Finding Work in Japan

Work in Japan

Whether a person came to Japan by choice or due to unforeseen circumstances, those that choose to stay in the land of the rising sun long-term as permanent (or semi-permanent) residents will likely have to find work to support themselves and, if they already have or are planning to have one, their family. Apart from teaching English (which comprises the majority of expat occupations in Japan), there are several other avenues those who wish to stay longer can take.

Below are some quick overviews for a handful of jobs that foreigners living in Japan can look into. Depending on Japanese ability and duration of stay in the country, some might find more available jobs and positions than others. Every situation is different, though as a general rule any applicant looking to get work outside of teaching English should look into improving their Japanese language level and acquiring marketable skills.

So let’s start at the most common job for foreigners in Japan and work our way from there, shall we?

Teaching English

Teaching English in Japan is a staple job for most foreigners coming into the country on their own. Companies will hire English speakers from outside Japan, sponsor them for a 1-3 year visa, and help them with the moving process (some companies moreso than others). English teachers can teach at various levels, from kindergarten to high school, in a school or through a private business.

The good: English teaching is one of the easiest ways to enter the country with a valid visa. ALTs (assistant language teachers) mainly teach at public schools in Japan, though there are positions for private schools and private businesses (that generally teach children and adults). It’s because many companies will support foreigners before, during, and after they enter the country that expats will do one year (give or take) teaching English before finding other employment that suits their degrees or needs.

The bad: Since it’s easy to break English teaching contracts, the turnover for many companies that dispatch such teachers is quite high. The pay varies, though it is considered to be quite low compared to the industry standard. It’s hard to support a family on an ALT salary, and even harder to maintain the position long-term since ALTs are easily disposable to the company (there’s always another foreigner who speaks English eager to live in Japan).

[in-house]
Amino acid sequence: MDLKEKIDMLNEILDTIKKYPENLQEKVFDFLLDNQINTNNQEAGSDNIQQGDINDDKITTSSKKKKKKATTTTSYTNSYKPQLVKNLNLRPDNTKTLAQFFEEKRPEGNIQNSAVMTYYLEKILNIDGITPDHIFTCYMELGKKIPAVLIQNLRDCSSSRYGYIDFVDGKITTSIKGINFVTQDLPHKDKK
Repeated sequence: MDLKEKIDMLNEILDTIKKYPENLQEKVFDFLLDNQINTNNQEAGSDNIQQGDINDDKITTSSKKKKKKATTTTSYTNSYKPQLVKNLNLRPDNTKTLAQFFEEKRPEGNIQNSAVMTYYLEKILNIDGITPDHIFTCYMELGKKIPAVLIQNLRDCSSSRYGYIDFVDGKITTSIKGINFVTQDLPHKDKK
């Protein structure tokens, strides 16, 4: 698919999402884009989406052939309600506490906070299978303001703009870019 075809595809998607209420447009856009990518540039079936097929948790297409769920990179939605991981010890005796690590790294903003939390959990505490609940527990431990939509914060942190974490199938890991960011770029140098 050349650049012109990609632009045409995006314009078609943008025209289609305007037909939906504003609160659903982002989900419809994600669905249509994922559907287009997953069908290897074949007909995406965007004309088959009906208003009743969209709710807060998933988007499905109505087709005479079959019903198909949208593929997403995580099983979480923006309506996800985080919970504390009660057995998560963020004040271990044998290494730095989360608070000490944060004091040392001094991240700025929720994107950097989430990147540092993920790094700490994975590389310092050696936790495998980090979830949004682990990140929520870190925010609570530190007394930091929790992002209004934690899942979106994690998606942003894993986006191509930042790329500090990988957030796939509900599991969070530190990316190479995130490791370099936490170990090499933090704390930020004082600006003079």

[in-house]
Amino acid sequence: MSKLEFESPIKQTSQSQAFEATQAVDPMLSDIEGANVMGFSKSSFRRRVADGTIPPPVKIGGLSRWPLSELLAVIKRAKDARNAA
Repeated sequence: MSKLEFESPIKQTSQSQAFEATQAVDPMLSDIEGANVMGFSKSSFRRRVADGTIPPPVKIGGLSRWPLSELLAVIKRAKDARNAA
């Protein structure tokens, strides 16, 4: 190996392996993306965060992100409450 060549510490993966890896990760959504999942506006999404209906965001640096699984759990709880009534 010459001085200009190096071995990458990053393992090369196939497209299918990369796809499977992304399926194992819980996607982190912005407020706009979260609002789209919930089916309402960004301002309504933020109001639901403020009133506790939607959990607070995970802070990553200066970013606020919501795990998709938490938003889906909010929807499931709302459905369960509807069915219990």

Travel Agent

A travel agent is someone who, either for a company or on their own, plans out trips for travelers. They can be tasked with creating schedules, researching tourist locations and attractions, or translating for foreign travelers during a trip. Travel agents working for larger companies may even get paid to travel as a translator or guide to foreign locations.

The good: If your Japanese is above conversation level and you can speak another language in addition to English, you’ll have quite the advantage over other applicants. In some cases it’s quite easy to plan a trip for a client, as they already know where they want to go and what they want to do. If you’re great at understanding a person’s needs easily (i.e. have a crazy, hectic, adventurous trip through Japan, or a lazy, peaceful, restful vacation in Japan) and planning accordingly, then you’ll do well in this position.

The bad: If your Japanese is not the greatest, it might be more difficult to expand your clientele (if you’re running your own business), or guide travelers through Japan (since you yourself won’t be able to read signs/interact with staff). Being a travel agent can also be hectic when clients are unruly, don’t know what they want, or are not happy with any schedule you make for them.

Headhunter